There will be a paradigm shift to autonomous commercial and domestic gardening machinery in the next two years, at least in the UK, according to Roger Lane, chief executive of the Agricultural Engineers Association (AGA). Lane said that it was a big jump for manufacturers to make, but said they will have to take the risk to keep up with the industry.
In commercial applications such as football stadiums and parks, Lane predicted that small intelligent machines are going to replace some of the larger manned vehicles, which would lead to a reduction in staff. “Increasingly I think you will not see a football pitch, a racecourse, a rugby pitch or a park that isn’t cut autonomously,” he said. He added that there were currently some health and safety implications as some elements of the technology still needed to be refined.
Domestic grass cutting in the UK, Lane said, was shifting away from stripes and cut-and-collect methods towards the European mulching method; a fact that will make autonomous domestic mowers more acceptable in the marketplace. He warned manufactures to be cautious about the level of functionality they introduced into machinery for the domestic market when moving into this technology and advised them to keep the customer’s level of competence at the forefront of their minds.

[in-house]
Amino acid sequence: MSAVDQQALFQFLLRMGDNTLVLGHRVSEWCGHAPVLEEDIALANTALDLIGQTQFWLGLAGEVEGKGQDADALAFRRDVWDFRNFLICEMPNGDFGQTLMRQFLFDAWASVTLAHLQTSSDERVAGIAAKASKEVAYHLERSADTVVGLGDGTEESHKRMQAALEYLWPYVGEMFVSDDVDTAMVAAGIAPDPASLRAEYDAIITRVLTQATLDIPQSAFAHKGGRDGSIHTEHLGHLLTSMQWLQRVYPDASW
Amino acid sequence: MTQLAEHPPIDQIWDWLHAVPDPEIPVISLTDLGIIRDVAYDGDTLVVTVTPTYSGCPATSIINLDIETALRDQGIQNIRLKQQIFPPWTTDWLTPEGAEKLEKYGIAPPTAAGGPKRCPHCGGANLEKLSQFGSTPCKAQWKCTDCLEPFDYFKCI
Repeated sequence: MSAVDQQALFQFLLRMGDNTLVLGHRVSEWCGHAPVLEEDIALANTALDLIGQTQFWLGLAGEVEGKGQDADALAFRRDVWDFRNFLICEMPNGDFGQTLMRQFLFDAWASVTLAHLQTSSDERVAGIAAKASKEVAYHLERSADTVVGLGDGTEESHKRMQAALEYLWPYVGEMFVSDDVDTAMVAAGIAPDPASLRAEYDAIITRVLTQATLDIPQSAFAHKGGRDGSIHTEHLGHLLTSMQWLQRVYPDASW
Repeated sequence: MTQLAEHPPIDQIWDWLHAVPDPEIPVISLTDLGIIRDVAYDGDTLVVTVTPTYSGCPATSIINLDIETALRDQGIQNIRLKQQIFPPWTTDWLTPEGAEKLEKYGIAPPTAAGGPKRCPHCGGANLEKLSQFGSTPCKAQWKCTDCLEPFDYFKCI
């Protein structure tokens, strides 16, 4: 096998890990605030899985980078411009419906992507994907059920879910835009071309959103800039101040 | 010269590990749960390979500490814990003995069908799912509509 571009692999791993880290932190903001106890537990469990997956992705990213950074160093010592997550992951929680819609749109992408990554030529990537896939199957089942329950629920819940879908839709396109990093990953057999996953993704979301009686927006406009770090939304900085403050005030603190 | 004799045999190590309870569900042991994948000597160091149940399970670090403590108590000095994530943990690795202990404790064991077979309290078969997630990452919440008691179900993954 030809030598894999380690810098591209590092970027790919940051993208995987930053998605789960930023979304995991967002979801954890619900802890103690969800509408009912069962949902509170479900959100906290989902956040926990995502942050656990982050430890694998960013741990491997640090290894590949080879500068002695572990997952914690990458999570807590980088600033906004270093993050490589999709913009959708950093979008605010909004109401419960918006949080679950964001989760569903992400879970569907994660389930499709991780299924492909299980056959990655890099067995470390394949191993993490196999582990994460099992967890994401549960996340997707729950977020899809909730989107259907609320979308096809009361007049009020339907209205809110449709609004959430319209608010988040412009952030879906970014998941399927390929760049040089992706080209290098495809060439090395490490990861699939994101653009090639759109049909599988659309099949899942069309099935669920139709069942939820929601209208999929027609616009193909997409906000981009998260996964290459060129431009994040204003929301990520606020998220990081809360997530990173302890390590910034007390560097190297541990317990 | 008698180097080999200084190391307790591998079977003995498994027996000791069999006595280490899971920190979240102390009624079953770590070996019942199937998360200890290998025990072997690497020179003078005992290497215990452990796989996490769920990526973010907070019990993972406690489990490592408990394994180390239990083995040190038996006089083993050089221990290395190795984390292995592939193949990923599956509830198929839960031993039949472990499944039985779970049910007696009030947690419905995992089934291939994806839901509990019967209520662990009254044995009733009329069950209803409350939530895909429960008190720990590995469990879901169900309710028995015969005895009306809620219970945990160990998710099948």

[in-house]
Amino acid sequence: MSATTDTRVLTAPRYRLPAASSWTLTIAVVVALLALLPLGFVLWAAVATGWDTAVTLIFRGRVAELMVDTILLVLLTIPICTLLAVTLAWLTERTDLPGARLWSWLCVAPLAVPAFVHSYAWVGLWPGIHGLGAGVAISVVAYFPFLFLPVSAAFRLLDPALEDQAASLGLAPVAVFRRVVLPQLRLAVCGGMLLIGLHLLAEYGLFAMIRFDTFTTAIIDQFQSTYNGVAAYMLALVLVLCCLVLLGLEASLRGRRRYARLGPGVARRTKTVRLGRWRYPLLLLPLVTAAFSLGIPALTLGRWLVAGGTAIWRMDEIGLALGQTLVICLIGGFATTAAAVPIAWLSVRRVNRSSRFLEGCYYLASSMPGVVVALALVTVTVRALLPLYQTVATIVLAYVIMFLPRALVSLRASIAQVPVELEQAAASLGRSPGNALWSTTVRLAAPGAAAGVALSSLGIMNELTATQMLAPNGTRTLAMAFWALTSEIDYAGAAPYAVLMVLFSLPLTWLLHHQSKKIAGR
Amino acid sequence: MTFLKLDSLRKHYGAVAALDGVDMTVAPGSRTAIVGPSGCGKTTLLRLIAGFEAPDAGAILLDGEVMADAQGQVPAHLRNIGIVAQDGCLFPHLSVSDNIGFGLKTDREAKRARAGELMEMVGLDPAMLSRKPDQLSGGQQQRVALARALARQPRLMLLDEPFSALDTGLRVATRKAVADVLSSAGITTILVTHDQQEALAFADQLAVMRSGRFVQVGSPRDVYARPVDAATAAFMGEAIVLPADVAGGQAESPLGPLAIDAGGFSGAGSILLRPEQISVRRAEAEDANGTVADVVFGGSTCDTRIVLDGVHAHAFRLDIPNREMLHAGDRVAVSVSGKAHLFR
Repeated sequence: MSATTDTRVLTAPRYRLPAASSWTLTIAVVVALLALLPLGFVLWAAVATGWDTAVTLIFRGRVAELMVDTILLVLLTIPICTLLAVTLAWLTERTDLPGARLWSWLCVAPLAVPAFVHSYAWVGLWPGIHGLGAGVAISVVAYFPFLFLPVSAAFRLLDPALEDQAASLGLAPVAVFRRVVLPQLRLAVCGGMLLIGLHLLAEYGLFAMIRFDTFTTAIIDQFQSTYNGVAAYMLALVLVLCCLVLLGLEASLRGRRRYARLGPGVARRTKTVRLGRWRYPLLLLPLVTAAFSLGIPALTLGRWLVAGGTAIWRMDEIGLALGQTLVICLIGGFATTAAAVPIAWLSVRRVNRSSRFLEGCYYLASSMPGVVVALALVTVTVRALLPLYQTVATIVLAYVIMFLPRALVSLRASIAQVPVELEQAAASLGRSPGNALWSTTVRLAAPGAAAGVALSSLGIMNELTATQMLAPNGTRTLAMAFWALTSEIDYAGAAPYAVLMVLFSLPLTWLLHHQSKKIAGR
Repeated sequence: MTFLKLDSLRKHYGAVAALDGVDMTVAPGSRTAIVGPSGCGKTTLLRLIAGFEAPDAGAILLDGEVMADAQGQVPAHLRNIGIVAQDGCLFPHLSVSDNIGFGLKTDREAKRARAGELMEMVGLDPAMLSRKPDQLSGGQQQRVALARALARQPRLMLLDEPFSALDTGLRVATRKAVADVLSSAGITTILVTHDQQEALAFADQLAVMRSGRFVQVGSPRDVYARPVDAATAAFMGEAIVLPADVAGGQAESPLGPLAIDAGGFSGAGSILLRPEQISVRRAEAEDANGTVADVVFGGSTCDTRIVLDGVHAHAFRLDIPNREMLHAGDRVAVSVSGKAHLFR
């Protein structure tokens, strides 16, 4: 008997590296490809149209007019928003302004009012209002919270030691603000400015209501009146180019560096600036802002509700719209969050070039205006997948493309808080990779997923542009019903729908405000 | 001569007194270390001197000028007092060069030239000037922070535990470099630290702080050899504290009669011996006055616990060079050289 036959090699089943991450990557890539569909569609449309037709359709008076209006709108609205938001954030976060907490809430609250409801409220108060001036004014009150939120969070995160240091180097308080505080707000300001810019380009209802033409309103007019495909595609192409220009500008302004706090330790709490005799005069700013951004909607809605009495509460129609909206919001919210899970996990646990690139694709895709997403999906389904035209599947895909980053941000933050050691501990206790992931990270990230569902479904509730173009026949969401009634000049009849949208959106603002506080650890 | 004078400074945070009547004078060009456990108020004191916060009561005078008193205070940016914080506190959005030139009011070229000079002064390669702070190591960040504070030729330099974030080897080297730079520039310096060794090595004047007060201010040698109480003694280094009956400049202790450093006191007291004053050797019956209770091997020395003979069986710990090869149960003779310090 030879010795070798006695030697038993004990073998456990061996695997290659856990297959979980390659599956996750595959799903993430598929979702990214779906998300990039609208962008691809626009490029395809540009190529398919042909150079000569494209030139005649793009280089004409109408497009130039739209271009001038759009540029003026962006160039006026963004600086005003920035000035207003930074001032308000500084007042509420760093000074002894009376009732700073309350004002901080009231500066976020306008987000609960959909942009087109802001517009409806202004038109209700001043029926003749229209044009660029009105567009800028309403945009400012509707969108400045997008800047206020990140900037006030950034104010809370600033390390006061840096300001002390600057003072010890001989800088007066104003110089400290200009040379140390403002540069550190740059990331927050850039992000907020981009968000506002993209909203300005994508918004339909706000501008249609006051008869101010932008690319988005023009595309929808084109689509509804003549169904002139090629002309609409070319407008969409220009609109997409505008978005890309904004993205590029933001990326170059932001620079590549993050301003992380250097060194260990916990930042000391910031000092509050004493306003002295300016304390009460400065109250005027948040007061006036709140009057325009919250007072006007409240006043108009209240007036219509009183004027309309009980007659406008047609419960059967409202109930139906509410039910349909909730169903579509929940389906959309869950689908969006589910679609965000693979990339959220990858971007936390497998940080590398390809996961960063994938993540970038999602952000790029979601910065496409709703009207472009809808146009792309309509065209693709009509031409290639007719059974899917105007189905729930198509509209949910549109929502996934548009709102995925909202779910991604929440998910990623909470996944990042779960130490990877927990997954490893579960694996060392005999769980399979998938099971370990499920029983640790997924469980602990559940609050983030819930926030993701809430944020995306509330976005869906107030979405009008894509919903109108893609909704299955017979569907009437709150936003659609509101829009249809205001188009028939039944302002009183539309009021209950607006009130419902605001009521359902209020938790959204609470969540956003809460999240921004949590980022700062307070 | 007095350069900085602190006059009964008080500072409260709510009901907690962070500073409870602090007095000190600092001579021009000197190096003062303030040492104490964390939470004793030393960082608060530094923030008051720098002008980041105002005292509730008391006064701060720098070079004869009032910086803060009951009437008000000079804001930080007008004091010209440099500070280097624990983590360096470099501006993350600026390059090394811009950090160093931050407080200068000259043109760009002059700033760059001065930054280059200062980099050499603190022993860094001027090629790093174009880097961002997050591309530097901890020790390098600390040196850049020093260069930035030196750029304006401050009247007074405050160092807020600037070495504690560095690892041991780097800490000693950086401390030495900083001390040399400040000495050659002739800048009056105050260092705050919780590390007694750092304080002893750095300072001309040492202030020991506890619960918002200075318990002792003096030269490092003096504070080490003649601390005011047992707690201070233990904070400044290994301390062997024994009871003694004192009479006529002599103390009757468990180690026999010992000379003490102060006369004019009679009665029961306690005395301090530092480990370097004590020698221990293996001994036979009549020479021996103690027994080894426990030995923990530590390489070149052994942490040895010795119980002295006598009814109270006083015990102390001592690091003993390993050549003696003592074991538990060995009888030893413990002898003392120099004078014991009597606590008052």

Other trends set to change marketplace in coming years, Lane said, included the shift toward eco-power machinery. While he wasn’t convinced the consumer was demanding it yet, he said legislation will push industry towards hybrid and electric power. In about five years, he claimed, consumers will expect to be able to plug a lawnmower into their home electricity to charge it up. However, Lane said, fuel cells, rather than electric power, will be absolutely key to a lot of machinery in the future as they are easier to charge and retain power more efficiently.
to Daily News